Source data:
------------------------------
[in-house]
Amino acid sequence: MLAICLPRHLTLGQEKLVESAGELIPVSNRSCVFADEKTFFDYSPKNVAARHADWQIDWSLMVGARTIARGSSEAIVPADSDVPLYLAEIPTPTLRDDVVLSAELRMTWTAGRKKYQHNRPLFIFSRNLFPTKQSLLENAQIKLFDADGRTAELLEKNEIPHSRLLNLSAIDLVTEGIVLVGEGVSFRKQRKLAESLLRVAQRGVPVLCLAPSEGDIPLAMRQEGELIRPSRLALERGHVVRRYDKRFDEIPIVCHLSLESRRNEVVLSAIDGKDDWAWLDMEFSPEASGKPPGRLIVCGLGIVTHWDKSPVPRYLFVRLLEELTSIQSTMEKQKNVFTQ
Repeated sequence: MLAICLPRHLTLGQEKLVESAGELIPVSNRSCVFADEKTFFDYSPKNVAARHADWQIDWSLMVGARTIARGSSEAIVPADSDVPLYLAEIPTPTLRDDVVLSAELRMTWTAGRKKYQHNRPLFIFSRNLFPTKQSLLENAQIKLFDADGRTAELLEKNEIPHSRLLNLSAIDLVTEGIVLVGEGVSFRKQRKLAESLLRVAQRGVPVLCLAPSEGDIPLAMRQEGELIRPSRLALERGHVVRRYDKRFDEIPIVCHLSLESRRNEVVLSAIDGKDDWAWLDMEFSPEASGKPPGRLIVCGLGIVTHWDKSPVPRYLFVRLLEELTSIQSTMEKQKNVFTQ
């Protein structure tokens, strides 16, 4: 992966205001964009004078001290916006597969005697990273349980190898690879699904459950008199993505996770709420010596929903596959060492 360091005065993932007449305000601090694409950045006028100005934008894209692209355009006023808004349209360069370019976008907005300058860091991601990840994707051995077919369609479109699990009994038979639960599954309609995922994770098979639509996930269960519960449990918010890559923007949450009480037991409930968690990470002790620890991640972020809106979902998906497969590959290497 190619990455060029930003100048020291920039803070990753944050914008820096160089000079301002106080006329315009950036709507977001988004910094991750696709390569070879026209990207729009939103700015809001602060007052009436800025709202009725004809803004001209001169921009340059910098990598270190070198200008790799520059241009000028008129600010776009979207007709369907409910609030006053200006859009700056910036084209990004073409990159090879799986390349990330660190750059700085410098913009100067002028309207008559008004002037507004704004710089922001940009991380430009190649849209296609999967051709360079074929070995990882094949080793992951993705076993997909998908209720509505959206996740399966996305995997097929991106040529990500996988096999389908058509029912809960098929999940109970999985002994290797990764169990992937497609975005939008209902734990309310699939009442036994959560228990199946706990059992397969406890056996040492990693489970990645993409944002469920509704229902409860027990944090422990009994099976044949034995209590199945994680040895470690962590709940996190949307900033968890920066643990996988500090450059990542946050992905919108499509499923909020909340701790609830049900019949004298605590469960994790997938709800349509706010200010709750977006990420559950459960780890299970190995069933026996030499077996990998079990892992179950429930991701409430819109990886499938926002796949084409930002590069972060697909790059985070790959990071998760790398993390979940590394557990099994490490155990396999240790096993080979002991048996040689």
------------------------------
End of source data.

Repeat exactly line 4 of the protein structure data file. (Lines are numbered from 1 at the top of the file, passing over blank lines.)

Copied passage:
């Protein structure tokens, strides 16, 4: 992966205001964009004078001290916006597969005697990273349980190898690879699904459950008199993505996770709420010596929903596959060492 360091005065993932007449305000601090694409950045006028100005934008894209692209355009006023808004349209360069370019976008907005300058860091991601990840994707051995077919369609479109699990009994038979639960599954309609995922994770098979639509996930269960519960449990918010890559923007949450009480037991409930968690990470002790620890991640972020809106979902998906497969590959290497 190619990455060029930003100048020291920039803070990753944050914008820096160089000079301002106080006329315009950036709507977001988004910094991750696709390569070879026209990207729009939103700015809001602060007052009436800025709202009725004809803004001209001169921009340059910098990598270190070198200008790799520059241009000028008129600010776009979207007709369907409910609030006053200006859009700056910036084209990004073409990159090879799986390349990330660190750059700085410098913009100067002028309207008559008004002037507004704004710089922001940009991380430009190649849209296609999967051709360079074929070995990882094949080793992951993705076993997909998908209720509505959206996740399966996305995997097929991106040529990500996988096999389908058509029912809960098929999940109970999985002994290797990764169990992937497609975005939008209902734990309310699939009442036994959560228990199946706990059992397969406890056996040492990693489970990645993409944002469920509704229902409860027990944090422990009994099976044949034995209590199945994680040895470690962590709940996190949307900033968890920066643990996988500090450059990542946050992905919108499509499923909020909340701790609830049900019949004298605590469960994790997938709800349509706010200010709750977006990420559950459960780890299970190995069933026996030499077996990998079990892992179950429930991701409430819109990886499938926002796949084409930002590069972060697909790059985070790959990071998760790398993390979940590394557990099994490490155990396999240790096993080979002991048996040689």